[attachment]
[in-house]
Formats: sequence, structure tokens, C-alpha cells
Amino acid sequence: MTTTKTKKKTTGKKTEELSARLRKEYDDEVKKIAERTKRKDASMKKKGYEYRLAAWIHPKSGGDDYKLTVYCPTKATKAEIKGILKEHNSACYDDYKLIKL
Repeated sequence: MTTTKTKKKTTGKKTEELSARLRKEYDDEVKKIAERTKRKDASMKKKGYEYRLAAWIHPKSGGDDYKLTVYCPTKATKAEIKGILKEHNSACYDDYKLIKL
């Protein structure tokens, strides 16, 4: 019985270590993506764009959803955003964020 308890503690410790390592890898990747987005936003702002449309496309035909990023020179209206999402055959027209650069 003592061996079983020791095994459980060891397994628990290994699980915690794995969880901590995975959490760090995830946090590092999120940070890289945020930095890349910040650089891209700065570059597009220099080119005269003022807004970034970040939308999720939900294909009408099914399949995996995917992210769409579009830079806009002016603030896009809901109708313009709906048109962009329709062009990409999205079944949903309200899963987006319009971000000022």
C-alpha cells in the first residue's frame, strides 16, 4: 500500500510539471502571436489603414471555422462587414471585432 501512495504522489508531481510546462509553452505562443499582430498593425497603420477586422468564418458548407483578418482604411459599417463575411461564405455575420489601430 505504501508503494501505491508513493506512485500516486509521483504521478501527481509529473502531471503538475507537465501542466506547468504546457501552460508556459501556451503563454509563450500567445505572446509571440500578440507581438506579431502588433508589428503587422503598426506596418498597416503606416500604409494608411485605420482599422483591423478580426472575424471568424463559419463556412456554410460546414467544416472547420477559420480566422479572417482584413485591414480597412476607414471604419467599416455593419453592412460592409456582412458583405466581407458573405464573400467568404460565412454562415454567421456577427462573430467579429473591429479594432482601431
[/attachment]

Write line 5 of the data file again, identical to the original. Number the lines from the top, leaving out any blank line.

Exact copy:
């Protein structure tokens, strides 16, 4: 019985270590993506764009959803955003964020 308890503690410790390592890898990747987005936003702002449309496309035909990023020179209206999402055959027209650069 003592061996079983020791095994459980060891397994628990290994699980915690794995969880901590995975959490760090995830946090590092999120940070890289945020930095890349910040650089891209700065570059597009220099080119005269003022807004970034970040939308999720939900294909009408099914399949995996995917992210769409579009830079806009002016603030896009809901109708313009709906048109962009329709062009990409999205079944949903309200899963987006319009971000000022």